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Nonfiction Matters
Inside Nonfiction Matters

Useful Programming Ideas

From Amy Alesio and Kim Paton

When I told you all about Google Lit Trips one of you wrote that you were pleased to get concrete information you could use — and that stuck with me, because my own personal bent (as you all know) is to the big picture and the big ideas. Well I have something for all of you who want something a bit more useful and concrete: A Year of Programming for Teens2 (here is a link to the old first edition) — Amy describes the book this way: "There are chapters on pursuing teen interests with clubs – like art, photography, money, drama. We have booklists, puzzles, reading promotion tips, then a calendar year of program ideas. I have a mystery script in there for an event, Kim has a program on geocaching. Stuff we’ve done and tips on how to avoid issues we’ve had."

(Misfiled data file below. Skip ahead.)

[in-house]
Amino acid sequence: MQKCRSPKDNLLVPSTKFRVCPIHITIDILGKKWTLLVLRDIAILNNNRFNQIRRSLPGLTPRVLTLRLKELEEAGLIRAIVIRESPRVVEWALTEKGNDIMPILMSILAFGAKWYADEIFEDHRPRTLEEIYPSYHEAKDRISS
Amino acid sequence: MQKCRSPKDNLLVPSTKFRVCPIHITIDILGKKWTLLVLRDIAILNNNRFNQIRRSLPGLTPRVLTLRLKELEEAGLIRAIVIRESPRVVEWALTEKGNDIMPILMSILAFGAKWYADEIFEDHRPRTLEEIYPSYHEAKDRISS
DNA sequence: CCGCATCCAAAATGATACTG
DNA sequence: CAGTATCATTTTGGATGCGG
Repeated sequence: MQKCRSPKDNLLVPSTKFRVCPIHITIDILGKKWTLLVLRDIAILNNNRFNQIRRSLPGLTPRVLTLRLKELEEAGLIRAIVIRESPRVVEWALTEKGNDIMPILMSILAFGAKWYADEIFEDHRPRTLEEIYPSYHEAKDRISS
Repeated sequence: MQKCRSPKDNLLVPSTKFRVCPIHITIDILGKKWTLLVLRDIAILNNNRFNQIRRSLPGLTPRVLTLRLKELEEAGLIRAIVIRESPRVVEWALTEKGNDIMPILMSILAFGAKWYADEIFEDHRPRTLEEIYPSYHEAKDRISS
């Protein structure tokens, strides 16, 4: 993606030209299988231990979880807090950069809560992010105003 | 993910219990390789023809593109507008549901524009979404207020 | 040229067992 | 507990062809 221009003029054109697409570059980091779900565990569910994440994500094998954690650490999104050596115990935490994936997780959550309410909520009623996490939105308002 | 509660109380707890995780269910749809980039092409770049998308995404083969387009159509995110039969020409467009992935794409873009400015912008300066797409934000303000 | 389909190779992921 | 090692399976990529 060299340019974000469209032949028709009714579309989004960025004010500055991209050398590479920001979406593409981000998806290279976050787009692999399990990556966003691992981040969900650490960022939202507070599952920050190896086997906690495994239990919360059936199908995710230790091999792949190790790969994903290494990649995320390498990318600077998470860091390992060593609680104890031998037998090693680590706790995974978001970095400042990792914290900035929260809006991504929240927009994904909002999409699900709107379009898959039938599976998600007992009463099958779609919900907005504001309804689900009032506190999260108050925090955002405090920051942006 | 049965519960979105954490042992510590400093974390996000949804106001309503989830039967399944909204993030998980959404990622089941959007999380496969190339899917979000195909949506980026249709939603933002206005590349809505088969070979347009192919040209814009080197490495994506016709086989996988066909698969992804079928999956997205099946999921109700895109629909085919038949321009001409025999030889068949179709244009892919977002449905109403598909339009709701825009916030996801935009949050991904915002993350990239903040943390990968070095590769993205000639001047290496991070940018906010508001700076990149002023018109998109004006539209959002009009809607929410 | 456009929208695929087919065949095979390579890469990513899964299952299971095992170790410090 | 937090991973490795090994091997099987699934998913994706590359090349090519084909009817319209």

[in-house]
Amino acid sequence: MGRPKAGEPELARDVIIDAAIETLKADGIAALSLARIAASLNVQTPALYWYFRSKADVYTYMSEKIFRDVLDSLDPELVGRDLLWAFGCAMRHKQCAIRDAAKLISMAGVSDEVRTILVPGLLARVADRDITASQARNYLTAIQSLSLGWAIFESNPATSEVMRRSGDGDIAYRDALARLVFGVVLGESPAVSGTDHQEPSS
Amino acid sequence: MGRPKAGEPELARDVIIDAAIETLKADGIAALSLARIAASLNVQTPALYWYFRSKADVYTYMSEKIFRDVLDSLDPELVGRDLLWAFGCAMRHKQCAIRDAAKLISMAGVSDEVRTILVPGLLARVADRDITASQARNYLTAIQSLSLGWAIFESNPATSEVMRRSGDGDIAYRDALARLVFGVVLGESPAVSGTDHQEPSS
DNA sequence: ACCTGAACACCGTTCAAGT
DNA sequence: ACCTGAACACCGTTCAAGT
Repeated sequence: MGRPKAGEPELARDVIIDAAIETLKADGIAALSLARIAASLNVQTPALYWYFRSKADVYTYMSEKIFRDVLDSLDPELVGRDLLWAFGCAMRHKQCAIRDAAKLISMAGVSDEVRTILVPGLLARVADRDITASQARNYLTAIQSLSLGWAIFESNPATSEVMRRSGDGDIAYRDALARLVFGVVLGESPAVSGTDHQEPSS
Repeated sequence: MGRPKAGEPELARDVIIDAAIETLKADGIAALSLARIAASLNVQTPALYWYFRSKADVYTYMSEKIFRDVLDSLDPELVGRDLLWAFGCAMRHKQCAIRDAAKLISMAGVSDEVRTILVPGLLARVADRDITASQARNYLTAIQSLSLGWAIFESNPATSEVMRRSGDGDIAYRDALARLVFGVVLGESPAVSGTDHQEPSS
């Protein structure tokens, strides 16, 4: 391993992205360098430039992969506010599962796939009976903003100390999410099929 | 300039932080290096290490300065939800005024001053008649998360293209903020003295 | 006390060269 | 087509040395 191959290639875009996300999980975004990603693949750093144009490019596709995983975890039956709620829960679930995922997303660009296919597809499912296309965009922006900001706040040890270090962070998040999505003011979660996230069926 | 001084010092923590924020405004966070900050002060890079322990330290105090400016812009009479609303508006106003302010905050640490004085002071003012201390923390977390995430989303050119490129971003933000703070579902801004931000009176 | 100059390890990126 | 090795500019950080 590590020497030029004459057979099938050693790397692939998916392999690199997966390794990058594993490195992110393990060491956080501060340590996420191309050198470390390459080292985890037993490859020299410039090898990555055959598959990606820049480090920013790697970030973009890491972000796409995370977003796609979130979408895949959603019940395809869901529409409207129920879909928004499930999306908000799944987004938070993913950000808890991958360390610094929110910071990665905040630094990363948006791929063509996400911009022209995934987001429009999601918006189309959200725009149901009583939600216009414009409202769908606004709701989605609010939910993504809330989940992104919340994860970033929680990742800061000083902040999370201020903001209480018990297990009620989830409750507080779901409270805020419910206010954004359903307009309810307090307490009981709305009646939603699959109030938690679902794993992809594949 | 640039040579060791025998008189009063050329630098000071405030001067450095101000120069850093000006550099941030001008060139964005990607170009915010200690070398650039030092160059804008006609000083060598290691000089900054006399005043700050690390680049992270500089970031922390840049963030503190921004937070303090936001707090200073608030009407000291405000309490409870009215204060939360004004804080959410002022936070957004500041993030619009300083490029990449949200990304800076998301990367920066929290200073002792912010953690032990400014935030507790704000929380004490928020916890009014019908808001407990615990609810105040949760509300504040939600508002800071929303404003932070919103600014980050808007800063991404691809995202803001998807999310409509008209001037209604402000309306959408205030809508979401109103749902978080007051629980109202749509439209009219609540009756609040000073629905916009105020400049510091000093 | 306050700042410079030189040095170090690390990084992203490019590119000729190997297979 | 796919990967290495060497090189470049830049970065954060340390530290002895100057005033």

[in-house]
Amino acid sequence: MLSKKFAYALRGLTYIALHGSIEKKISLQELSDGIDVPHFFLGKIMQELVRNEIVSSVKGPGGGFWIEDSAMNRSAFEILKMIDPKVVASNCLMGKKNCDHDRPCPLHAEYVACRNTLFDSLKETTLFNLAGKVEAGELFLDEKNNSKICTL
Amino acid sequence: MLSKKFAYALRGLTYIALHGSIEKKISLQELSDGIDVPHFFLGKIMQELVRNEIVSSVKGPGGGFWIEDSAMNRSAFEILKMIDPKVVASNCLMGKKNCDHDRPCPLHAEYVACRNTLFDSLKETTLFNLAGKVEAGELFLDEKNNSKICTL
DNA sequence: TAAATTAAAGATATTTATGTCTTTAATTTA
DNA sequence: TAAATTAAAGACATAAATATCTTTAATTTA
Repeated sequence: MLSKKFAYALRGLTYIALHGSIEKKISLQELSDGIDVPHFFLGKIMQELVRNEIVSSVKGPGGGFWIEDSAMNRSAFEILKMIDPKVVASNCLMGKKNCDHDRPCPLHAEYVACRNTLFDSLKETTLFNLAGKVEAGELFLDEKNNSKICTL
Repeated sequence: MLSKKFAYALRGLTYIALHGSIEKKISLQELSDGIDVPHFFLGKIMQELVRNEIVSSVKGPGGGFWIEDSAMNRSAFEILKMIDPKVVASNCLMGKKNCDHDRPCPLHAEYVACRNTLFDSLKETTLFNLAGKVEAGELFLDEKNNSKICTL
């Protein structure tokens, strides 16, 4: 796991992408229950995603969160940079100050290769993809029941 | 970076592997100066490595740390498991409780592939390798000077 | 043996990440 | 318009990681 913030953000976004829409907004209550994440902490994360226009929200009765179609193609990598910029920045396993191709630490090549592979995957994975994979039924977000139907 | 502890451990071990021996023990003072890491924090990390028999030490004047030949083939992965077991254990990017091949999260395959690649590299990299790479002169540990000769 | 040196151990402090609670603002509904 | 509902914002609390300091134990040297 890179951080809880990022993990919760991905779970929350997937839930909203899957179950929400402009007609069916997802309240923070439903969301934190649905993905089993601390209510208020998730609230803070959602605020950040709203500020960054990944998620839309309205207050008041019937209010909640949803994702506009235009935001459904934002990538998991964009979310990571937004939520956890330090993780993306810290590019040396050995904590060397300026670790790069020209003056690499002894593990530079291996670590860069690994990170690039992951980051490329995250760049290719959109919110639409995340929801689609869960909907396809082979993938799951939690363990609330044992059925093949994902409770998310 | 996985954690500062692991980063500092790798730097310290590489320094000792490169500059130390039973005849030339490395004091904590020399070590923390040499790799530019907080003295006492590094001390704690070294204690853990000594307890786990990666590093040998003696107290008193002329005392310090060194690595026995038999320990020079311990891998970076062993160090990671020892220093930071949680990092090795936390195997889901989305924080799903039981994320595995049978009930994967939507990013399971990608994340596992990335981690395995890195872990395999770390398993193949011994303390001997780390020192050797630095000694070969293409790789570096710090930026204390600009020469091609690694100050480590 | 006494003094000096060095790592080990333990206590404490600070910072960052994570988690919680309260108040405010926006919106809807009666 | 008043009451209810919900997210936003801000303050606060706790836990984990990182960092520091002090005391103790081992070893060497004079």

I don’t generally promote books here — this is not a review blog. But this is a tool that you professionals might find useful so I thought it worth mentioning. Amy and I are also working on a project for YALSA to study how teenagers actually use NF in their libraries — what they like, dislike, check out, would like to see more of. I’ll tell you more about that when I know more.

FYI — back to our earlier discussion of the tragic in history — David Brooks has an excellent column on the tangled story of Hannukah today that fits perfectly: Hannukah presents problems for Jews like me — on the one hand we want a handy "light in the dark plus presents" holiday at this time of year to keep our kids’ minds off of santa and trees. On the other hand, the actual story of Hannukah has many disturbing echoes with beliefs and ideas we do not share today. The problem is that holiday as fun and history as tragic do not fit neatly together. Or at least not until your kids are old enough to weigh this out with them — maybe that would be best — a holiday whose complexity we explore together.